More on Wall Street

Wall Street engages in many conflicts of interest and bad behavior that many people do not know about. There are enough anecdotes and stories to fill several books, but below are a few examples.

Preferred Funds Are Preferred for the Seller not the Client

Ever wonder how some advisors decide which funds to recommend? Or why certain brokerages have preferred families of mutual funds? Many mutual fund companies pay to have their fund families recommended. Brokerages’ recommendations aren’t always in the clients’ best interests.

Brokers’ Behavior Harms You and Helps Them

Brokers only get paid when they can sell you something, although some major brokerages have been instituting fee-based programs. There are several major conflicts of interest at work in a commission-based pay structure.

First, there is pressure to continually sell products to the client. Often this means buying and selling stocks frequently to generate commissions. In a recent twist to discourage this behavior, some brokerages now do not let a broker collect a commission unless the stock is held for more than a year. This now gives the broker a perverse incentive to hold the stock when it might be best to sell. If a bankruptcy filing by the company is imminent,the broker may not call you to sell because he or she would lose commission.

Second, the commission payout grids encourage excessive trades. Payout grids have different levels based on how much in commissions a broker generates. For example, say a broker is at the 35% payout level (meaning they get 35% of the commissions they generate) and is close to reaching the 40% payout level. If he or she can reach the 40% level before the end of the year, he or she will get the 5% increase retroactively for the whole year. This often gives brokers an incentive to sell as many products as possible, regardless of the needs of their clients, when they are close to reaching the next step in the payout grid.

In-Stock Products Are Recommended Over Other Options

Broker/Dealers frequently buy securities for themselves on their own account with a goal of selling them to clients. The firm’s brokers or “financial advisors” are encouraged to push these securities. The firm stands to make much more money on these transactions than on other securities the broker/dealer does not have in stock. Brokers are incentivized to sell these products because they receive substantially higher commissions when they do.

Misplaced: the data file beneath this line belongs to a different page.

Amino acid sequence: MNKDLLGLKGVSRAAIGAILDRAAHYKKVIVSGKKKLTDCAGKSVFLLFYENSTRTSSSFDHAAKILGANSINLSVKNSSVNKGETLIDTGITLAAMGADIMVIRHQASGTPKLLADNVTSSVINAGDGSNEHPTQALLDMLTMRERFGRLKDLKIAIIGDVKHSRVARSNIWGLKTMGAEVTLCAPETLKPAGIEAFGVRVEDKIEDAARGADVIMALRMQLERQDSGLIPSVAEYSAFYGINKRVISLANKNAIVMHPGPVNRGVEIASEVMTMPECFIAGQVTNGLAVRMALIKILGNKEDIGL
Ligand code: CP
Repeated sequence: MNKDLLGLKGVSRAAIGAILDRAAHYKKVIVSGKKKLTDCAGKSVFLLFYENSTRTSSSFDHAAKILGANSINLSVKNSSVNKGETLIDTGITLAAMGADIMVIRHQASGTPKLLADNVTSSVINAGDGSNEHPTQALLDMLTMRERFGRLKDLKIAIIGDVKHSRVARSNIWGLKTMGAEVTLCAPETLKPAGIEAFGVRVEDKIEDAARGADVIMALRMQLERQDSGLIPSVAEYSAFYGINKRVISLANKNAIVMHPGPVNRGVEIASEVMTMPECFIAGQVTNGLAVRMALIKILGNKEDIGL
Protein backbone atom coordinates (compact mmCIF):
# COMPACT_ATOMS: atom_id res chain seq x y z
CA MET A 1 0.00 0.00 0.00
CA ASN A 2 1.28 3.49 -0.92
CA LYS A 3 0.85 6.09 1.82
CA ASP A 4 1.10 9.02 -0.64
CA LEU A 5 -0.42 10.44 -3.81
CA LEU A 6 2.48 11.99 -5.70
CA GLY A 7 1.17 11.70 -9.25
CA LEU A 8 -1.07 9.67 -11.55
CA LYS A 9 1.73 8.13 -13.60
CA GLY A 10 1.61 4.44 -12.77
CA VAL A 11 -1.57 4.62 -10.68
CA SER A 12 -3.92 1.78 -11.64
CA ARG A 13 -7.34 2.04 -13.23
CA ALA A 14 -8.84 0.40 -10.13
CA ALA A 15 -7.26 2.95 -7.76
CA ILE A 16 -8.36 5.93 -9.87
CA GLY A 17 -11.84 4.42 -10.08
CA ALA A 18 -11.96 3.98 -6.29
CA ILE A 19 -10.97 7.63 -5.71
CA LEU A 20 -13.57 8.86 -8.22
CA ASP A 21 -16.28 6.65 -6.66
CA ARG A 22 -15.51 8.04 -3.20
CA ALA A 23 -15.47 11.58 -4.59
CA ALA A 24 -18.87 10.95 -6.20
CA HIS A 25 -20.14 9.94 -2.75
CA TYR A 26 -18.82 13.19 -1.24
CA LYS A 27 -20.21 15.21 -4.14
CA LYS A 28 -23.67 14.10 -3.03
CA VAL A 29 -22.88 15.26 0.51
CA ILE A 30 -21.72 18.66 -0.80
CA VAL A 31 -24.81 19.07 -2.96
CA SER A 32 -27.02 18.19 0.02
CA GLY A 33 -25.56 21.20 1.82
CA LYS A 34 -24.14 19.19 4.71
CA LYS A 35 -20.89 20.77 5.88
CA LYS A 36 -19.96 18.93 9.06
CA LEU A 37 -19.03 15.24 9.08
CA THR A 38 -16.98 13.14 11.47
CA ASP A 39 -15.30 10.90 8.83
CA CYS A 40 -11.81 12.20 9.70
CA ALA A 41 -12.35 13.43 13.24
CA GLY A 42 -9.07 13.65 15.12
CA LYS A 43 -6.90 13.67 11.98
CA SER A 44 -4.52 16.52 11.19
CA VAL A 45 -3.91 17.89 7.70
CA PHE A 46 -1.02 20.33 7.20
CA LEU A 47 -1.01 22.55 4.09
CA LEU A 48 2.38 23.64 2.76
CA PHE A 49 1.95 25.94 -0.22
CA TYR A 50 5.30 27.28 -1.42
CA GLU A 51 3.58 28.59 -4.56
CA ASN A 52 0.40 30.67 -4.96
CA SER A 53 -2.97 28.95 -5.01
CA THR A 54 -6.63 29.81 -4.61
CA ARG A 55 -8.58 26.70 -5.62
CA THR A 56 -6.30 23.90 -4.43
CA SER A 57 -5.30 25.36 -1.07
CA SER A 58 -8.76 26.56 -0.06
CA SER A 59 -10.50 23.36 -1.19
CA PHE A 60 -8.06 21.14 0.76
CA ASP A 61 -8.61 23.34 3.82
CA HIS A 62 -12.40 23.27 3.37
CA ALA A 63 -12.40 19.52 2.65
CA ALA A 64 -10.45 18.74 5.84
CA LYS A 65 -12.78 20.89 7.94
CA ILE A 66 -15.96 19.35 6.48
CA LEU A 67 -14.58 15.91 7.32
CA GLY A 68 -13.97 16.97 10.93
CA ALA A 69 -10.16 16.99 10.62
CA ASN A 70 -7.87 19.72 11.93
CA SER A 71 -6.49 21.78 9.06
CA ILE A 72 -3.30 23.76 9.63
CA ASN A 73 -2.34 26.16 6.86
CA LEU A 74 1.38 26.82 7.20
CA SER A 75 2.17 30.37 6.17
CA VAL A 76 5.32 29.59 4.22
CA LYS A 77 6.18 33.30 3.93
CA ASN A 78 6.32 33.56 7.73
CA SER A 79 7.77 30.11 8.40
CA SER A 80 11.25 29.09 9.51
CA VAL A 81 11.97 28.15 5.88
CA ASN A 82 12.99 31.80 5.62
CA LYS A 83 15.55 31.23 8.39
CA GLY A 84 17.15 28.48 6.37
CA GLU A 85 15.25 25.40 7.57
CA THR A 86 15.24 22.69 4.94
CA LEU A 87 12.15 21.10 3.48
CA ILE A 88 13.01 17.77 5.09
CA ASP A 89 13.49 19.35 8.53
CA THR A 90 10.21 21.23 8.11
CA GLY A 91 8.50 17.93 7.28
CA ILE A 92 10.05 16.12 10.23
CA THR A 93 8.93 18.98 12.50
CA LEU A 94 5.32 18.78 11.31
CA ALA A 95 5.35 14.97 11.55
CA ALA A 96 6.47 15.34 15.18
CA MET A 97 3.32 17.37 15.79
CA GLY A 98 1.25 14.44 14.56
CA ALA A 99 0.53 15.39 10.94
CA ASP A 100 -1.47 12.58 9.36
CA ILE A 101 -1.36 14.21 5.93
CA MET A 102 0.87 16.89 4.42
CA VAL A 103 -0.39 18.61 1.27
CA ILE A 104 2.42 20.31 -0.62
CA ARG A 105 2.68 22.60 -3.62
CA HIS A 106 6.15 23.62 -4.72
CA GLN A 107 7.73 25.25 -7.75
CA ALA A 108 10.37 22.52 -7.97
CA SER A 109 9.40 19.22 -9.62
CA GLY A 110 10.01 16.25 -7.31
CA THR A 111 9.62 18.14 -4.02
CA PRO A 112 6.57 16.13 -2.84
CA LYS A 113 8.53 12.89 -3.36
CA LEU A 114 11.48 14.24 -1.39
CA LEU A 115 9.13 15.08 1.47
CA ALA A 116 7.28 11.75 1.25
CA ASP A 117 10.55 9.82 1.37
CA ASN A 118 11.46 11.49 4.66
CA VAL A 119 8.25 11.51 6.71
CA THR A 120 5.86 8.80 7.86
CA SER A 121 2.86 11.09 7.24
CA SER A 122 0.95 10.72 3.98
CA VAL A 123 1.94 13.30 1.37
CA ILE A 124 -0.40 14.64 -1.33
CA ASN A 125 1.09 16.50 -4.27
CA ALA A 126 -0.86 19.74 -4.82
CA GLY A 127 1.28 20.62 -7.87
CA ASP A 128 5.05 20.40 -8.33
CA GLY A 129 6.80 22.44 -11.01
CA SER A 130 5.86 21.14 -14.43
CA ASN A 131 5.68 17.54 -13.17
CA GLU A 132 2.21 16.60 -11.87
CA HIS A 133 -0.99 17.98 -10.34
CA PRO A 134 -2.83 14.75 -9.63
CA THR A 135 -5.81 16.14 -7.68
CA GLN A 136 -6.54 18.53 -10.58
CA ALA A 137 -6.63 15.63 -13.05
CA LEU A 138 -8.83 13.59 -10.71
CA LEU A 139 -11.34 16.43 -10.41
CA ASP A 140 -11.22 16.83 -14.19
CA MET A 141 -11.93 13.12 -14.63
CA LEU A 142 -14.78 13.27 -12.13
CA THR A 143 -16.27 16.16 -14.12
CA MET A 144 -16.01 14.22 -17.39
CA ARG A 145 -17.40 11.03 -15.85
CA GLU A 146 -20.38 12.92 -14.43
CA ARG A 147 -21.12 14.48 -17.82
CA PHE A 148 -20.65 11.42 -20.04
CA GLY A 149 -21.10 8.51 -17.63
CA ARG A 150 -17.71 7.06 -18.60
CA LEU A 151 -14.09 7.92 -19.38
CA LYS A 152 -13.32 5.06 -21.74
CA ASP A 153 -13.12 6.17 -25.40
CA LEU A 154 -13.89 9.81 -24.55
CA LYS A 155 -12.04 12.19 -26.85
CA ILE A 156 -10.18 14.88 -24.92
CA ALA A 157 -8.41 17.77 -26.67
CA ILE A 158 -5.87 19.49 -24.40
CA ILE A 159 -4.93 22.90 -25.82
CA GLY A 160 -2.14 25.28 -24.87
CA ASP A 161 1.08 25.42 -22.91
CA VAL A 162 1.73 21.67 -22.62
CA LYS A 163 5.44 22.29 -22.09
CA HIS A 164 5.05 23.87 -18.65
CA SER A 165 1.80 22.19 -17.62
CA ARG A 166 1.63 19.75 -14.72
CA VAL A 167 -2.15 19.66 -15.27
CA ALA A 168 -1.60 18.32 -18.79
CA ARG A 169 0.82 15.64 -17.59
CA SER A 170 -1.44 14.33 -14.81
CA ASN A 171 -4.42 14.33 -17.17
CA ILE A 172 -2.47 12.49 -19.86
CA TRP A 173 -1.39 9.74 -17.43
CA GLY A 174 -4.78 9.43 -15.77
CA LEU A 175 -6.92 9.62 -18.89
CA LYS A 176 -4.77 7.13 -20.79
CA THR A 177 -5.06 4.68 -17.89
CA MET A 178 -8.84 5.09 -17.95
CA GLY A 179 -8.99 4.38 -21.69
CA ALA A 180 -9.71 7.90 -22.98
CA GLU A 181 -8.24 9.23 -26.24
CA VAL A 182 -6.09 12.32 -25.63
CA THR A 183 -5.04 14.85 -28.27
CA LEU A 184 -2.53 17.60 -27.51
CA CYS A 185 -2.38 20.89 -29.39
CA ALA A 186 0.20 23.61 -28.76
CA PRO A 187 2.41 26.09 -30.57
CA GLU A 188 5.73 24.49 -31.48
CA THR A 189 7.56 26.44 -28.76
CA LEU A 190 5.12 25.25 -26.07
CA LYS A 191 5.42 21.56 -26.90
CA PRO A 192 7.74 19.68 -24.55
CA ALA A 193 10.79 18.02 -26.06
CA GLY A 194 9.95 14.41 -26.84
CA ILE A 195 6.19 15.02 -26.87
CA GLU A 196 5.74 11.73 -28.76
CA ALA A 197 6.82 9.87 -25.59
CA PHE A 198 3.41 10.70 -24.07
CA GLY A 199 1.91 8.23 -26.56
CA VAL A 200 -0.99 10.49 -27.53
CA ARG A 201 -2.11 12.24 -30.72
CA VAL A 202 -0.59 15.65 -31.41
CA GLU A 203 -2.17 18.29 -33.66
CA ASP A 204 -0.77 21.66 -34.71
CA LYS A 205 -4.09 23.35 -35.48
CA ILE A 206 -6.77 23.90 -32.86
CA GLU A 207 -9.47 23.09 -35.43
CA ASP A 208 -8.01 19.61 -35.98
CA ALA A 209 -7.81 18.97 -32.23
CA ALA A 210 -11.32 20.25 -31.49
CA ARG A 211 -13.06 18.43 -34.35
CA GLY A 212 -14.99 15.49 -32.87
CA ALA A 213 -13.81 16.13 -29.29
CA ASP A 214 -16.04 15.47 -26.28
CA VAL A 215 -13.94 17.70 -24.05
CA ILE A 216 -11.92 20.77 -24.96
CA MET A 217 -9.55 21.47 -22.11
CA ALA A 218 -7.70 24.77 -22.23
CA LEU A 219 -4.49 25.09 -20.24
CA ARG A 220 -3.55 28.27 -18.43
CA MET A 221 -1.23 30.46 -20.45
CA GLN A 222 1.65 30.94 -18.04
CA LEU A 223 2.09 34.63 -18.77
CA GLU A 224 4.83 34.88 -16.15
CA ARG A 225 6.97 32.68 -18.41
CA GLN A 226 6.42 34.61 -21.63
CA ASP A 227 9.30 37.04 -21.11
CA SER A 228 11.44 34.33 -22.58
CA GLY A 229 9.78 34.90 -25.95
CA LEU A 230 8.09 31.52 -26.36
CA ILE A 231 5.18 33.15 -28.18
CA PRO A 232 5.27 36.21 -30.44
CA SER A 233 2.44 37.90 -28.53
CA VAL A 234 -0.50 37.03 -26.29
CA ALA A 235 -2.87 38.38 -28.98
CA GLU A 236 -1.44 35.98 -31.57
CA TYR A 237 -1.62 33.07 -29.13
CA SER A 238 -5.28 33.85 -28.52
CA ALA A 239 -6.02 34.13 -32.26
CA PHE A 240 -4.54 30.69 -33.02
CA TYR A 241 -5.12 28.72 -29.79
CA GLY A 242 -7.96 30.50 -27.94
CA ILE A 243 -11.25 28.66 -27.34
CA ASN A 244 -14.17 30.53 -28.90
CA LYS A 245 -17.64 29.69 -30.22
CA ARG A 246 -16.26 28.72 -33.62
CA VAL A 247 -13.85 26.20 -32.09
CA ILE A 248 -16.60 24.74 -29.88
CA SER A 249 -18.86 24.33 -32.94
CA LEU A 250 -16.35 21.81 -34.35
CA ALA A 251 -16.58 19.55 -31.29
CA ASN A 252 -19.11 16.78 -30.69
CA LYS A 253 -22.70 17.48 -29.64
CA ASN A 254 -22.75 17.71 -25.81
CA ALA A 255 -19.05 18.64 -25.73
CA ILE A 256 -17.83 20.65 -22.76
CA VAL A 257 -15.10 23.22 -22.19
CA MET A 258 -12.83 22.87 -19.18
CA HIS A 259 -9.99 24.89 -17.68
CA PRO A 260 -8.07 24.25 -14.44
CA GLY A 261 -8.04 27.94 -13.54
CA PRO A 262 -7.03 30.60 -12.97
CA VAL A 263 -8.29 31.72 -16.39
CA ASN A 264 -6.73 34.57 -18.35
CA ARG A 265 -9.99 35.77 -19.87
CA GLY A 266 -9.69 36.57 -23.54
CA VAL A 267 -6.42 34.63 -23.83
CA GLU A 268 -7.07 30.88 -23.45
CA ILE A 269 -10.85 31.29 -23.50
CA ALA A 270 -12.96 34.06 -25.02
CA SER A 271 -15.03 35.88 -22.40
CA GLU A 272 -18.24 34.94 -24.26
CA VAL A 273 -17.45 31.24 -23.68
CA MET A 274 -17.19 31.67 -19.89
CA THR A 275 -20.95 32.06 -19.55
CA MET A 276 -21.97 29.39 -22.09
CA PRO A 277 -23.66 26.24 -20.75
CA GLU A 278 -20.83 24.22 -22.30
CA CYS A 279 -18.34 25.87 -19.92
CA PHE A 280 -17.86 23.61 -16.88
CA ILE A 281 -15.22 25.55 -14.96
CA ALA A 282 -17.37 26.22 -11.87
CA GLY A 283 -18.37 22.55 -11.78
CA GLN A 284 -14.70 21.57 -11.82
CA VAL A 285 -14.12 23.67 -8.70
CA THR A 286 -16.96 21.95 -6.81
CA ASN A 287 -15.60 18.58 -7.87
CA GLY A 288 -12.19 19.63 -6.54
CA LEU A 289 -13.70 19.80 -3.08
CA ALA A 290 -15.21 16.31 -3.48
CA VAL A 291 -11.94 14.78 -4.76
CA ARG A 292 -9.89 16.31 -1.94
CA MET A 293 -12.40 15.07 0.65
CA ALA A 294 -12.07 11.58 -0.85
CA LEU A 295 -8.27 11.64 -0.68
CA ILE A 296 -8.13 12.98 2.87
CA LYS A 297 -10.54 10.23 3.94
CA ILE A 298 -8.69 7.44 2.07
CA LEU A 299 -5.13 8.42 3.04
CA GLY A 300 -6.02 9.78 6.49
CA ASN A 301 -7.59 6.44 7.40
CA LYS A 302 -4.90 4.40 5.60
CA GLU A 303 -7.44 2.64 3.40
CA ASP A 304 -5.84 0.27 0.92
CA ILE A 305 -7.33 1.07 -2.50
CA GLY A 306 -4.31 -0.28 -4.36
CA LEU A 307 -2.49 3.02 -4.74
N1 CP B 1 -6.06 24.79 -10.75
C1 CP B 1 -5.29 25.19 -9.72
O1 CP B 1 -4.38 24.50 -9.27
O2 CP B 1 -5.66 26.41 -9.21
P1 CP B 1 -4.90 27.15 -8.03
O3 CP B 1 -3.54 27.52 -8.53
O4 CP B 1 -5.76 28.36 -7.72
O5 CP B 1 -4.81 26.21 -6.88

Wall Street’s “Research” Is Anything but Research

One of the things Wall Street likes to remind everyone about is just how much data and research they have access to and how you cannot possibly know how to invest for yourself without their guidance. What many people don’t know is just how worthless most Wall Street research is. Many of the firms that employ research analysts also have large investment banking operations. Many firms will cover only companies that are investment banking clients of the firm and will also discourage or outright prevent analysts from making negative comments about these companies.

In addition, analysts are often judged by their ability to correctly forecast a company’s yearly and quarterly earnings. To do this they are in frequent contact with company management and rely on management to give them hints or guidance about what the earnings are likely to be. If the analysts make too many negative comments in their research reports, then company officials will simply cease to give them hints about the company’s earnings. For Wall Street research analysts, the only thing keeping them in business is constant praise from the companies they cover.

At Strubel Investment Management we do our own independent research. We have a thorough knowledge of all the investments we recommend to clients and never merely trust the words of a third party.

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